A study measuring habitual micronutrient intakes at weeks 13, 25, 35 of pregnancy and 6 weeks postpartum using a prospective background information questionnaire, 4–7 days weighed food diary and postnatal questionnaire included 72 primiparous, Caucasian Londoners recruited at the study start with 42 completing the first, second, third trimester and postpartum study stages. Intakes of folate, iron, vitamin D, potassium, iodine and selenium were lower than UK recommendations during and after pregnancy (p < 0.05) .
In a study completed by a coalition of scientists formed to optimize vitamin D fortification in the northern European countries, the average dietary intake of vitamin D in young women was only around 80 IU (2 μg) per day . This falls short of even the most modest dietary recommendations.
A cross-sectional study in Iran included 147 pregnant women whose serum status of vitamin D, A, and E were assessed at 5–9 months of pregnancy. The prevalence of vitamin D deficiency was 95.8% .
The prevalence of vitamin D deficiency was determined in a diverse group of 559 women in South Carolina, USA at latitude 32°N. Mean age was 25.0 ± 5.4 (range 14–43) years; African American (48%), Hispanic (38%), Caucasian/Other (14%). Mean gestational age was 18.5 ± 8.4 (median 14.6, range 6.4–39.6) weeks. Vitamin D status was defined as 25(OH)D < 50 nmol/L deficiency; <80 nmol/L insufficiency. Forty-eight percent were vitamin D deficient, an additional 37% insufficient. The greatest degree was in the African American women (68% deficient; 94% insufficient) .
Despite abundant sunshine and latitude consistent with year-long vitamin D synthesis, 65.5% of a largely low-risk antenatal population in rural Victoria, Australia had insufficient vitamin D. Over 5.0% of women had vitamin D levels that pose a significant neonatal and adult health risk .
A cross-sectional study including 50 women in labour with a singleton term pregnancy in Pakistan measured vitamin D status in maternal blood before delivery and cord blood at delivery. Vitamin D sufficiency was noted in 11 (22%), insufficiency in 16 (32%), and deficiency in 23 (46%) of the 50 participants whereas sufficiency and deficiency, respectively, were noted in 6 (12%) and 44 (88%) of the newborns. There was a positive correlation between the vitamin D levels in maternal and cord blood (r = 0.03; p < 0.003). Maternal vitamin D levels were significantly affected by sunlight exposure (p < 0.007) and quality of diet (p < 0.01). The authors concluded that vitamin D deficiency is high among pregnant urban Pakistani women and their newborns and is a public health problem that needs urgent attention .
3.1.2. Bone Health
Doctors in Leicester City, UK reported that a significant number of south Asian mothers visiting their clinic had vitamin D deficiency at the end of pregnancy. A substantial number of their offspring had infantile and adolescent rickets including some with extremely severe bony deformities. In addition, there was an increase in late (5–10 days of age) and late-late (2–12 weeks of age) neonatal hypocalcaemia presenting predominantly with seizures, demonstrating the involvement of vitamin D in brain function .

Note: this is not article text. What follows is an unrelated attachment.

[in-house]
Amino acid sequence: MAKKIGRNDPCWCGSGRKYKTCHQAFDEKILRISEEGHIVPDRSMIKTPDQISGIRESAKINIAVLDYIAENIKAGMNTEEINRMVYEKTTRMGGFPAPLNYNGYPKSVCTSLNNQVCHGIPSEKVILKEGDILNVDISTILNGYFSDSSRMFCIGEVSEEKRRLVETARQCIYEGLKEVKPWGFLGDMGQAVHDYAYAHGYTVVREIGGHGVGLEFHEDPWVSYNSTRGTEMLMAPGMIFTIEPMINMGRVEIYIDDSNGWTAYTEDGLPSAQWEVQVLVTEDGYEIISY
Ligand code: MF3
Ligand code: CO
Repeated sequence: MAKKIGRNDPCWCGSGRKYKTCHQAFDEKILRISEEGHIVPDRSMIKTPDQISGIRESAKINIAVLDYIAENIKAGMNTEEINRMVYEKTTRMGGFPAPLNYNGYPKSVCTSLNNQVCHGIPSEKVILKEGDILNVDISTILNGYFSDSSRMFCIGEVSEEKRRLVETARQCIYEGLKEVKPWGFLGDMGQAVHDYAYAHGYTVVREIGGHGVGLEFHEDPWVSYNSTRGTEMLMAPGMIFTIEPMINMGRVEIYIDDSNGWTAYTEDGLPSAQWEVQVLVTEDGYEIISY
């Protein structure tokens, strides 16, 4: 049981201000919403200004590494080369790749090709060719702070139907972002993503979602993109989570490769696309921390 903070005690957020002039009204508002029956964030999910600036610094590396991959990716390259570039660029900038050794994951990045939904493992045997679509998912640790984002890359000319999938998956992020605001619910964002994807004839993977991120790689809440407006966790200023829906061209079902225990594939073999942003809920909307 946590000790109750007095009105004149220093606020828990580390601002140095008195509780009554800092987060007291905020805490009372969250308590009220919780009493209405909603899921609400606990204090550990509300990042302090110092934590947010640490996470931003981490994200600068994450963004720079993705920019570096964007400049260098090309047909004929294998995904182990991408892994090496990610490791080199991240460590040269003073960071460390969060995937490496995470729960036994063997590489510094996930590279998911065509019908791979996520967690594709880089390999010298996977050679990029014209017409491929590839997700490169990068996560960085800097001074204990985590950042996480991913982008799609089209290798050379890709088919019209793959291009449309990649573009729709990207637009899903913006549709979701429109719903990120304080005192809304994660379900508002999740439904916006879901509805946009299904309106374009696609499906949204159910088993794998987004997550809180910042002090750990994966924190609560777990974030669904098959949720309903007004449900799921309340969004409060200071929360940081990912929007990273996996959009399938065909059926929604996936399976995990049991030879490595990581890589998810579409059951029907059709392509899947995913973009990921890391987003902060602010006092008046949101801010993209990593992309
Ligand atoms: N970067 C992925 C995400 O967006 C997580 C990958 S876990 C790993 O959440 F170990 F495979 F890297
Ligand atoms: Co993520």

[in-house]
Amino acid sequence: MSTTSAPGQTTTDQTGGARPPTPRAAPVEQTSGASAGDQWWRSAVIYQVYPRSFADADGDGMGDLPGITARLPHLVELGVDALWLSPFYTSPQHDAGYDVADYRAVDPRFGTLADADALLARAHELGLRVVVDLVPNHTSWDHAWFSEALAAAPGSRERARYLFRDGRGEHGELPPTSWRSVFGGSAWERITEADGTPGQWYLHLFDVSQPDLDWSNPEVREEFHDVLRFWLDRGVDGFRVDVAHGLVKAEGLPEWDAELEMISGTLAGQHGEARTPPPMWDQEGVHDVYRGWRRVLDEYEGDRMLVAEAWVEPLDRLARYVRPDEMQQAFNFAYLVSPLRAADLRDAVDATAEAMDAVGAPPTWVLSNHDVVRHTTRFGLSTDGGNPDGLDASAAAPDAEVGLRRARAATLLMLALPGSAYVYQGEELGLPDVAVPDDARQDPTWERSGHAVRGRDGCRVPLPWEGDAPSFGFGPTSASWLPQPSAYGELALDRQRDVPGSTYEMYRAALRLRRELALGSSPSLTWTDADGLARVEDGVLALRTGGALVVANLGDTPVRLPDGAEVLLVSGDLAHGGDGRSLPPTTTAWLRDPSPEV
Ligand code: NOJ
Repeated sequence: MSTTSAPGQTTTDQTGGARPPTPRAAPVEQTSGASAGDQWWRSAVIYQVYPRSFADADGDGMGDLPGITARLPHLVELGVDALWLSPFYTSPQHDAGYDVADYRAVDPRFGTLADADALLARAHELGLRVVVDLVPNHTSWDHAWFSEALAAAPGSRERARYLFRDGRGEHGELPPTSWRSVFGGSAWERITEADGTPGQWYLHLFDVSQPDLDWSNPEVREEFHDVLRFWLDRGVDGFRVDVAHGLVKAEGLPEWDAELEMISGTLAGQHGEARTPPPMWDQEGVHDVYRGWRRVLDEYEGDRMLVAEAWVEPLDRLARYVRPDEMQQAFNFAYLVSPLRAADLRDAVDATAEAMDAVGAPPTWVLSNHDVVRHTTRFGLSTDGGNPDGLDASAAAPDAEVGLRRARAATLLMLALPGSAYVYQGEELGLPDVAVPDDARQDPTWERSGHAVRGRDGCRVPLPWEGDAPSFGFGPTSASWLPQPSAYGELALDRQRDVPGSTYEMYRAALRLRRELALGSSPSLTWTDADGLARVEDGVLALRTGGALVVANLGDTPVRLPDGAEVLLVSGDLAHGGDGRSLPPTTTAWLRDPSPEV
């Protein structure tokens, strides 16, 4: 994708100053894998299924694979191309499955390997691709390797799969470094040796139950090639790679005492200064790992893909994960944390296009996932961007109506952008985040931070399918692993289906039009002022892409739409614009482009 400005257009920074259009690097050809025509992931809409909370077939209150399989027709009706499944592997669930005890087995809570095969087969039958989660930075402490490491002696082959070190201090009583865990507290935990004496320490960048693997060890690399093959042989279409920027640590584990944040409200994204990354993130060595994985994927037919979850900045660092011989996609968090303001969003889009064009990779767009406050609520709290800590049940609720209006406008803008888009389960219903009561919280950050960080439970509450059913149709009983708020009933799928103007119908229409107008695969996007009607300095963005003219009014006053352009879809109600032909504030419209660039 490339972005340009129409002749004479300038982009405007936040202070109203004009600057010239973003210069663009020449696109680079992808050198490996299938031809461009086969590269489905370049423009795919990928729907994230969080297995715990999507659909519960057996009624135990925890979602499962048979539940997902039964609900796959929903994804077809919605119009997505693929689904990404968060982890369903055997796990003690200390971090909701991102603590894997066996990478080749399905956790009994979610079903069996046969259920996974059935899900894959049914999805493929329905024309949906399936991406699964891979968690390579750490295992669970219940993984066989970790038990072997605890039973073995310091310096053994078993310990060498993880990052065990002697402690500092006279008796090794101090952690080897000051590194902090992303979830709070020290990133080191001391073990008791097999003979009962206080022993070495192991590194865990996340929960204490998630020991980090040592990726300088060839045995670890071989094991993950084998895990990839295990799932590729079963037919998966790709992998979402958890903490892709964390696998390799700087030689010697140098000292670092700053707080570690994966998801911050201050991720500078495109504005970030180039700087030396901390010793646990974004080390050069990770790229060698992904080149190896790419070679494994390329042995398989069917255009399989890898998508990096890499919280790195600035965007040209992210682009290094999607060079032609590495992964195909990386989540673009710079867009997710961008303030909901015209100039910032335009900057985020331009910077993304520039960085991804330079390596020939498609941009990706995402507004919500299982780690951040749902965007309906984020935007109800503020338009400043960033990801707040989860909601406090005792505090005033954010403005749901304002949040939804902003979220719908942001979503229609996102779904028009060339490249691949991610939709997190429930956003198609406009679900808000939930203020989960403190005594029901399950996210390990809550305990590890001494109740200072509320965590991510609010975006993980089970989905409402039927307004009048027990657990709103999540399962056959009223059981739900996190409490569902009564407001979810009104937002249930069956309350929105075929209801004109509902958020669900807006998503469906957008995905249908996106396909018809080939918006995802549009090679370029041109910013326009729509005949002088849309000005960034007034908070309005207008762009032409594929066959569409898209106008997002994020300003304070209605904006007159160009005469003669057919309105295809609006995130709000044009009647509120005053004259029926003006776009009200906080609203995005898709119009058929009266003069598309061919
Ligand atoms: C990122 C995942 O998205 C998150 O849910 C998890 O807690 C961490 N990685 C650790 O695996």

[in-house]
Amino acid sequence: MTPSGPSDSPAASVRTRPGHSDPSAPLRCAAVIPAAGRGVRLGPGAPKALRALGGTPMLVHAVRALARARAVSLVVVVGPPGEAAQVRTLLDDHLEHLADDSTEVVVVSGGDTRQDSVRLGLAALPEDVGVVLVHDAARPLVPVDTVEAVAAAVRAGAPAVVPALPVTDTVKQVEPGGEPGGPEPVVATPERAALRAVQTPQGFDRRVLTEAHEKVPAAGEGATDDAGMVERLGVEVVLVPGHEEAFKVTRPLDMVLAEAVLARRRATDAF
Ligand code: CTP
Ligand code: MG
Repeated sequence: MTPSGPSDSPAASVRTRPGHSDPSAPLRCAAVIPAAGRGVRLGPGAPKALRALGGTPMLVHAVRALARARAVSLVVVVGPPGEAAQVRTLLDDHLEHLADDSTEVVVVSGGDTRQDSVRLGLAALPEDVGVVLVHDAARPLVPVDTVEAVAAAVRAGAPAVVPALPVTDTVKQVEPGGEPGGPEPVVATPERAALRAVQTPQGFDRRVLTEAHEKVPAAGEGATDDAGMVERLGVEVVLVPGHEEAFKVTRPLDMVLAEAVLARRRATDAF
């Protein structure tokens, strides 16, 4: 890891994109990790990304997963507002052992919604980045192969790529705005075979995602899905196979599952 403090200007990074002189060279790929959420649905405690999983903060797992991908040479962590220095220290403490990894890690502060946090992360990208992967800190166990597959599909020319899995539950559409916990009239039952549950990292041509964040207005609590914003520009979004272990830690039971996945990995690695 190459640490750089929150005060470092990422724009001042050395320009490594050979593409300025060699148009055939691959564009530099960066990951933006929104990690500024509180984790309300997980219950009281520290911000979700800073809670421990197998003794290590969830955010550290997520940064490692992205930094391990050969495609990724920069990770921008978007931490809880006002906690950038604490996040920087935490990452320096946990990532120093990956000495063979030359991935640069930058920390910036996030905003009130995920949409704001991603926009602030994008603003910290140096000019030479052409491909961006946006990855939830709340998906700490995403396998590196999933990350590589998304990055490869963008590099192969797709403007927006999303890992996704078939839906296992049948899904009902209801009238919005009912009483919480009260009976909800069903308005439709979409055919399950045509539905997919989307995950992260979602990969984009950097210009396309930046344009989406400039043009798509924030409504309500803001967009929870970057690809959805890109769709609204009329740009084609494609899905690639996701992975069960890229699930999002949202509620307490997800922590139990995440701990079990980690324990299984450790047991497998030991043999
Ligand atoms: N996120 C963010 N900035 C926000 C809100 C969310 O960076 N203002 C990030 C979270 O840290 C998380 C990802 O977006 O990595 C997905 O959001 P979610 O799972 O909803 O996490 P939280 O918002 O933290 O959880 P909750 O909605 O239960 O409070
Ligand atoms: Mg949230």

3.1.3. Pregnancy Maintenance
A cohort study of 23,423 nulliparous pregnant women taking part in the Norwegian Mother and Child Cohort Study found a 27% reduction in risk of preeclampsia in women taking vitamin D supplements relative to those who did not take supplements . However, because vitamin D intake is highly correlated with the intake of long chain n-3 fatty acids in the Norwegian diet, the authors cautioned that further research is needed to disentangle the separate effects of these nutrients.
3.1.4. Brain Development
Vitamin D’s nuclear hormone receptor regulates gene expression and nervous system development . There is evidence that vitamin D during pregnancy is involved in foetal brain development and that maternal vitamin D deficiency during pregnancy can alter the structure and function of the brain resulting in life long behavioural changes in the offspring [146,147,148].
○ A pilot case-control study assessing the association between third trimester maternal serum 25(OH)D and the risk of schizophrenia included 26 cases and 51 controls. The results showed that 25(OH)D concentration varied by season and were lower in African American women as predicted. Within the African American mothers, a subgroup with markedly lower levels of 25(OH)D had a non-significant increase in schizophrenia .
○ A larger case-control study included 424 cases and matched control (sex and age) from the Danish Psychiatric Central Register. There was a significant seasonal variation in 25(OH)D and significantly lower 25(OH)D in the offspring of migrants. The risk of schizophrenia was significantly associated with neonatal 25(OH)D. Those with the lowest concentration had an increased risk of schizophrenia although the exposure risk was nonlinear (i.e., higher than normal 25(OH)D was also associated with schizophrenia). Shifting all subjects to the optimal concentration of 25(OH)D could potentially avert 43.6% of schizophrenic cases in this group of patients. The authors concluded that prenatal vitamin D supplements in women at risk of deficiency could reduce the risk of schizophrenia in their offspring . However, one should consider the complex nature of vitamin D effects since either deficiency or excess may be harmful .